The start of a new school year is a busy time for everybody and here in the Wodehouse Library, as well as welcoming back the Year 10s, 11s, 12s and 13s, the library team have been introducing Year 9 pupils to the collection and facilities.
Working in pairs or small groups, every Y9 student has had a chance to:
- meet the staff
- see how the Wodehouse works, and
- learn how and where the different parts of the collection are to be found.
Of course we’ve mentioned our few library rules but more importantly we’ve had a chance to emphasise our focus on on reading for pleasure (R4P). In the news this week author Neil Gaiman and illustrator Chris Riddell have shared their passion for libraries, reading and daydreaming in a rather lovely way. Acknowledging their bias, they make their case for what reading does for us as individuals and, consequently, as a wider society.
We look forward to continuing to welcome everyone in the Middle and Upper Schools into the Wodehouse Library throughout the school year, to share the space respectfully and productively and to benefit from the opportunity to get into the habit of using libraries for learning, reading what we enjoy and, yes, daydreaming a bit too.
After hefting his school bag onto the Issue Desk, one of the boys unpacked his summer reading.
Of 9 books returned 2 were DNFs*, 4 were good and 3 were great reads. The 3 greats were The Outsider by Stephen King, The Sellout by Paul Beattie and White Rabbit Red Wolf by Tom Pollock, OA.
Tom Pollock visited Dulwich College towards the end of the summer term and we don’t think any of the multiple copies of White Rabbit Red Wolf were left on the shelves for the long vacation. We’ll try and gather some more comments as and when they are brought back but this morning’s brief review can be summarised in the single word “Boggled!”
If you’ve arrived back for the 2018-19 academic year looking for a book that combines cleverness with mystery, White Rabbit Red Wolf is for you.
We’ve also been catching up with some staff recommendations from summer reading. Mr Thomas read his way through 6 volumes of Anthony Powell’s A Dance to the Music of Time. Six more left for next summer as this is a 12 volume commitment and differs from Mr Thomas’s term-time literary diet of poetry and philosophical essays.
Mrs Cartwright enjoyed Their Eyes Were Watching God by Zora Neale Hurston and Miss Akrill Felix Holt the Radical by George Eliot.
Mrs Stein had great hopes of Hemlock Jones and the Angel of Death by Justin Carrol, OA, but a sloppy ending ruined it. Charlotte Gilman Perkins saved the summer along with Oscar Wilde so if you’re looking for a quick but thought provoking read try The Yellow Wallpaper and for something available in multiple formats The Picture of Dorian Gray.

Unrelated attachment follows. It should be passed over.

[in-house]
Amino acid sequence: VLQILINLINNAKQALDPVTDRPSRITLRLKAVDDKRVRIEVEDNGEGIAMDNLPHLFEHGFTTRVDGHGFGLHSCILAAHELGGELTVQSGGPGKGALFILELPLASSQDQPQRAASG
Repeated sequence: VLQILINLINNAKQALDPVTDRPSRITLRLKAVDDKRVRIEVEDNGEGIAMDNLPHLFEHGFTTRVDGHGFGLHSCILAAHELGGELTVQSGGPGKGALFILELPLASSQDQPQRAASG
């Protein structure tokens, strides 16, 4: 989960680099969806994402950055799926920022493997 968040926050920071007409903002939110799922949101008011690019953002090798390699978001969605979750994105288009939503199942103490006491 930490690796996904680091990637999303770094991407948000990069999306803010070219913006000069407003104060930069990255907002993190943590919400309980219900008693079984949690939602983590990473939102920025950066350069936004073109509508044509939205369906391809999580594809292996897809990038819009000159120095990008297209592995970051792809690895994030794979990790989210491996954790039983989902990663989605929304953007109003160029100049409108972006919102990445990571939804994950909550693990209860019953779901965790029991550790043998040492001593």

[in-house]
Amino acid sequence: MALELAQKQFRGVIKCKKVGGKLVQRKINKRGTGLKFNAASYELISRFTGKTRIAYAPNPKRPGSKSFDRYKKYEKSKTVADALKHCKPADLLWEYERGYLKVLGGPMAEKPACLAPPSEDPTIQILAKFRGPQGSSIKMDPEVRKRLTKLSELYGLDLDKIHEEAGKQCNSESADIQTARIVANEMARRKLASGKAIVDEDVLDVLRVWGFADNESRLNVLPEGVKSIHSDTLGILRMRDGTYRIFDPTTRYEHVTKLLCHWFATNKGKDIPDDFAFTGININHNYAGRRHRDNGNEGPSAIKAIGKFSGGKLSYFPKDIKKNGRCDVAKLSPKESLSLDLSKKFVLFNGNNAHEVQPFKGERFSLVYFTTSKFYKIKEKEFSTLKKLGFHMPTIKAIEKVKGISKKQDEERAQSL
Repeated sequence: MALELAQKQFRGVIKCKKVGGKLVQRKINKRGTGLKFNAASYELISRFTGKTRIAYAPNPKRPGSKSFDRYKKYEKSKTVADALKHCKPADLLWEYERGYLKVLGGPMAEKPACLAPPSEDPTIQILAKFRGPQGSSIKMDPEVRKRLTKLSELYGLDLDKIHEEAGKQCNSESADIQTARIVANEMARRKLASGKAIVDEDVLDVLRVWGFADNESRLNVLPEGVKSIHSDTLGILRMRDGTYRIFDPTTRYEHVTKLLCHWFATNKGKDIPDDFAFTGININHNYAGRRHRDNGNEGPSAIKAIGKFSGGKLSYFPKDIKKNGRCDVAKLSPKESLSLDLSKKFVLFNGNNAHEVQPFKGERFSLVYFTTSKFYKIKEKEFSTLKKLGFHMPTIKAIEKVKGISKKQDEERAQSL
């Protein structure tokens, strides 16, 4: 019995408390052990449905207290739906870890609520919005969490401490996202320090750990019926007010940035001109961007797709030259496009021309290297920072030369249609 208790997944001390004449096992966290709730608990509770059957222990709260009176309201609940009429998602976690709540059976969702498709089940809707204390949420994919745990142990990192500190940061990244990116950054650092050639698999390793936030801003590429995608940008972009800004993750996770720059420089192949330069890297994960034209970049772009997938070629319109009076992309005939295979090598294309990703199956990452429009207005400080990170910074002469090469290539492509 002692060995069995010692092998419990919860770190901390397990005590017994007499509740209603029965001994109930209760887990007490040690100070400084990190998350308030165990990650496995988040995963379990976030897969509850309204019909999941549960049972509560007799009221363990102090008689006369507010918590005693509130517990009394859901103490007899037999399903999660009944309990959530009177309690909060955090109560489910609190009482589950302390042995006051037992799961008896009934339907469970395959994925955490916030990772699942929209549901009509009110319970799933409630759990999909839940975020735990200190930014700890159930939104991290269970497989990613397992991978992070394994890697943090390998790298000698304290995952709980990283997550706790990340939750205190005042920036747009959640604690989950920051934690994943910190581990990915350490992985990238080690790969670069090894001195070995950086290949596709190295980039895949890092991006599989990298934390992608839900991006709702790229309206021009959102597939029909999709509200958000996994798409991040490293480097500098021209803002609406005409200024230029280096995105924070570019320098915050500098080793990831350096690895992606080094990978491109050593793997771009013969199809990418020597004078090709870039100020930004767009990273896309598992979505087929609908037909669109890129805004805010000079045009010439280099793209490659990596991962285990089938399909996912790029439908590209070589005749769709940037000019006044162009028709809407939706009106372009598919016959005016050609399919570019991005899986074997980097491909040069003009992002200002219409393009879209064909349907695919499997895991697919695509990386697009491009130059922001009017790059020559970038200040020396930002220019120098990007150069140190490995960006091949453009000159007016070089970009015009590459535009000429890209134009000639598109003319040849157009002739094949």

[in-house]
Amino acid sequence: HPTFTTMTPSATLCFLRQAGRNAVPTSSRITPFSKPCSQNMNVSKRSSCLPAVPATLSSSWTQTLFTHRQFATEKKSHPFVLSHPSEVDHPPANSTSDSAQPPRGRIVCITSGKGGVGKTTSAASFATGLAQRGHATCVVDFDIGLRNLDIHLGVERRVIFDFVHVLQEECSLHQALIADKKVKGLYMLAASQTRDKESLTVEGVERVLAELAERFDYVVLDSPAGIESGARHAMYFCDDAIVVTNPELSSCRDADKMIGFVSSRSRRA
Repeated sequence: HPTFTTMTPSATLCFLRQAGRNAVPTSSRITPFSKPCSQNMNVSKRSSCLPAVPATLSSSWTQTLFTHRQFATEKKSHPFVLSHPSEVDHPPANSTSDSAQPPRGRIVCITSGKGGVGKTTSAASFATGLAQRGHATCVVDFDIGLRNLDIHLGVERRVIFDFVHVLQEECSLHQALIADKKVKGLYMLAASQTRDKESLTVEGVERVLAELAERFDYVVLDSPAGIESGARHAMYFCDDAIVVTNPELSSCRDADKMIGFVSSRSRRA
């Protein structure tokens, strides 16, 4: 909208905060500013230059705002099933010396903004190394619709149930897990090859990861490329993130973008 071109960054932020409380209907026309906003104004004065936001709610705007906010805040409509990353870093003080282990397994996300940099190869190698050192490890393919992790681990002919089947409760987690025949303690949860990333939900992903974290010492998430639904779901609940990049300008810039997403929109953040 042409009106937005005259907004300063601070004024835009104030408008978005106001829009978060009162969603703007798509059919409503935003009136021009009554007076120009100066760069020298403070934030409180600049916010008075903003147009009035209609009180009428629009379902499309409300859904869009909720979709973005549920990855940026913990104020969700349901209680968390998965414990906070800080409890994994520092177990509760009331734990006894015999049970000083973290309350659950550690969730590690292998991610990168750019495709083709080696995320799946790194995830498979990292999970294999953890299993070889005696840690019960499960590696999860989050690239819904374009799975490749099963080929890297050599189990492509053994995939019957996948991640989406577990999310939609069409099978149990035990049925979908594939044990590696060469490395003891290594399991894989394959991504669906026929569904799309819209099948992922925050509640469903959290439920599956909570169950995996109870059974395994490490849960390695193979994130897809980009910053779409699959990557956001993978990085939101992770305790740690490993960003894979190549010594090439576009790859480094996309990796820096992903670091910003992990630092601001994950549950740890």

In their own words now, first Mr Fletcher:
22.11.63 by Stephen King: a gripping novel of time travel and assassination! In 2011, Jake Epping, an American school teacher, travels back in time to the late fifties where he experiences drive-in cinemas, big cars and High School bops but his mission is to attempt to change history by stopping the assassination of JFK in November 1963. Does he succeed and what could be the consequences of saving the President?
Prussian Blue / If The Dead Rise Not / A Quiet Flame by Philip Kerr: three novels featuring Berlin detective Bernie Gunther. Gunther’s police career takes in the inter-war years in Berlin, witnessing the rise of the Nazis who he despises and the post-war occupation by the Soviets (who he also hates!) The novels are peppered with real-life characters and are full of historical details as well as being fine crime stories in their own right.
and Mrs Robinson:
The left hand of darkness by Ursula Le Guin – A science fiction and feminist classic about a planet where the inhabitants are hermaphrodite and the implications that has for their society. A fascinating read that’s still very relevant today.
Why I’m no longer talking to white people about race by Reni Eddo-Lodge – A book that grew out of a blog post with the same title and, ironically, resulted in the author having many more conversations about race with white people. It’s one of those books that makes you stop and think and is really important in pointing out hidden prejudice.
The Overstory by Richard Powers – Longlisted for this year’s Booker Prize. This book is amazingly rich both in language and in information, with an impressive depth of knowledge and research for a fiction book. It argues passionately that life on this planet is interconnected and that trees, in particular, are vitally important. It was an interesting and unusual read although I felt it flagged a little towards the end.
Sabrina by Nick Dmaso – The first graphic novel ever longlisted for the Booker Prize. This story of a woman’s disappearance and the effect it has on those connected with her is sensitively written/drawn with the pared down, rather flat, drawing style making the largely unexpressed emotional suffering of the characters more poignant. An excellent example of how well graphic novels can tackle serious subjects.
Snap by Belinda Bauer – Another from the Booker longlist, this is a cut above the normal thriller. It has the gripping opening and fast paced plot that you would expect, but also examines the long term effects of an unsolved crime on the victim’s family. Very enjoyable.
*DNFs = did not finish